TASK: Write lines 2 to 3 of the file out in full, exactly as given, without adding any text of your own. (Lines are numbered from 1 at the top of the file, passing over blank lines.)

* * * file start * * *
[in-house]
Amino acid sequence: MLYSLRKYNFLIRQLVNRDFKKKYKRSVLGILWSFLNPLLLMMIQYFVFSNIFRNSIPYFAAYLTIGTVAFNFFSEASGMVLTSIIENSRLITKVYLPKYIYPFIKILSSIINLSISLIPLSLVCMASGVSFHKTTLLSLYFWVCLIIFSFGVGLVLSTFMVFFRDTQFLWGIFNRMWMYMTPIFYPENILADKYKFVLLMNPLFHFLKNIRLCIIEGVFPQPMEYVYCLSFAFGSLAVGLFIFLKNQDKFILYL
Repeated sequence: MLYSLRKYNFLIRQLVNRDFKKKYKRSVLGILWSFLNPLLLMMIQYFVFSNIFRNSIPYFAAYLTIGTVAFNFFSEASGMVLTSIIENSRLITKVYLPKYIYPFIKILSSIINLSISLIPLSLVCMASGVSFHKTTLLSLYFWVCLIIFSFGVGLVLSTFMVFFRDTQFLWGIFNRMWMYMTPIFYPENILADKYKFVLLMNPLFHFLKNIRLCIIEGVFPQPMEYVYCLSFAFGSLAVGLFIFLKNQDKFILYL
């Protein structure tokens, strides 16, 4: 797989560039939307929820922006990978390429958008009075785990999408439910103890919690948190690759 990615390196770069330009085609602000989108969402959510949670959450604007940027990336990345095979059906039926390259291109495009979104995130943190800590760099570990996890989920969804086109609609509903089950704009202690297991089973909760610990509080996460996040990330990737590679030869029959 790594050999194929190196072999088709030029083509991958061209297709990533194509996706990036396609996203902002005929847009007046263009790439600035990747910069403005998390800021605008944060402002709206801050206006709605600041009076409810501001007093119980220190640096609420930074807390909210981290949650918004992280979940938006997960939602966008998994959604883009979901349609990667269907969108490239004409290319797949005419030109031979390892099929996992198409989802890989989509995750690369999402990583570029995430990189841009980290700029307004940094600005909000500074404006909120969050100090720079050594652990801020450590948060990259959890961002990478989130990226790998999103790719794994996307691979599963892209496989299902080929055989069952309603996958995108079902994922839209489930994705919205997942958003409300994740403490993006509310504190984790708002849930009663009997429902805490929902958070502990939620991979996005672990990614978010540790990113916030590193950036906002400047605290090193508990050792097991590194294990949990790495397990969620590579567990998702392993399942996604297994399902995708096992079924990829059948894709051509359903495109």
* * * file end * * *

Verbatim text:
Amino acid sequence: MLYSLRKYNFLIRQLVNRDFKKKYKRSVLGILWSFLNPLLLMMIQYFVFSNIFRNSIPYFAAYLTIGTVAFNFFSEASGMVLTSIIENSRLITKVYLPKYIYPFIKILSSIINLSISLIPLSLVCMASGVSFHKTTLLSLYFWVCLIIFSFGVGLVLSTFMVFFRDTQFLWGIFNRMWMYMTPIFYPENILADKYKFVLLMNPLFHFLKNIRLCIIEGVFPQPMEYVYCLSFAFGSLAVGLFIFLKNQDKFILYL
Repeated sequence: MLYSLRKYNFLIRQLVNRDFKKKYKRSVLGILWSFLNPLLLMMIQYFVFSNIFRNSIPYFAAYLTIGTVAFNFFSEASGMVLTSIIENSRLITKVYLPKYIYPFIKILSSIINLSISLIPLSLVCMASGVSFHKTTLLSLYFWVCLIIFSFGVGLVLSTFMVFFRDTQFLWGIFNRMWMYMTPIFYPENILADKYKFVLLMNPLFHFLKNIRLCIIEGVFPQPMEYVYCLSFAFGSLAVGLFIFLKNQDKFILYL